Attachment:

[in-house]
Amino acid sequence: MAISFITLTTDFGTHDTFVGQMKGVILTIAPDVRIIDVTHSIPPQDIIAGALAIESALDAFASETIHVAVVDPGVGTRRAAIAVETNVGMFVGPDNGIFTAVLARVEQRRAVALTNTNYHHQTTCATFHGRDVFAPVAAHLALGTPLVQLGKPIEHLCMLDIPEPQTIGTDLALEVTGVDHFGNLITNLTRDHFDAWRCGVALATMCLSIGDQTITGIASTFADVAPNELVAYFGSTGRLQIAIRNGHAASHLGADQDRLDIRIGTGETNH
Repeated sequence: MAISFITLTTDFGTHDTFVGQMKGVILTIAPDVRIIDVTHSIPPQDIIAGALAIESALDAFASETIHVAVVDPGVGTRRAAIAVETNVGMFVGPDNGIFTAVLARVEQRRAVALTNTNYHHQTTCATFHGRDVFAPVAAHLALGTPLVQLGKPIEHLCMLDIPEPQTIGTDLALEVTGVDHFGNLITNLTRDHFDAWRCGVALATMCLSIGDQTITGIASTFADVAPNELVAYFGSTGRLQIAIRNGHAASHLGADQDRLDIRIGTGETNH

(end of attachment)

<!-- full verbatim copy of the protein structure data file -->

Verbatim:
[in-house]
Amino acid sequence: MAISFITLTTDFGTHDTFVGQMKGVILTIAPDVRIIDVTHSIPPQDIIAGALAIESALDAFASETIHVAVVDPGVGTRRAAIAVETNVGMFVGPDNGIFTAVLARVEQRRAVALTNTNYHHQTTCATFHGRDVFAPVAAHLALGTPLVQLGKPIEHLCMLDIPEPQTIGTDLALEVTGVDHFGNLITNLTRDHFDAWRCGVALATMCLSIGDQTITGIASTFADVAPNELVAYFGSTGRLQIAIRNGHAASHLGADQDRLDIRIGTGETNH
Repeated sequence: MAISFITLTTDFGTHDTFVGQMKGVILTIAPDVRIIDVTHSIPPQDIIAGALAIESALDAFASETIHVAVVDPGVGTRRAAIAVETNVGMFVGPDNGIFTAVLARVEQRRAVALTNTNYHHQTTCATFHGRDVFAPVAAHLALGTPLVQLGKPIEHLCMLDIPEPQTIGTDLALEVTGVDHFGNLITNLTRDHFDAWRCGVALATMCLSIGDQTITGIASTFADVAPNELVAYFGSTGRLQIAIRNGHAASHLGADQDRLDIRIGTGETNH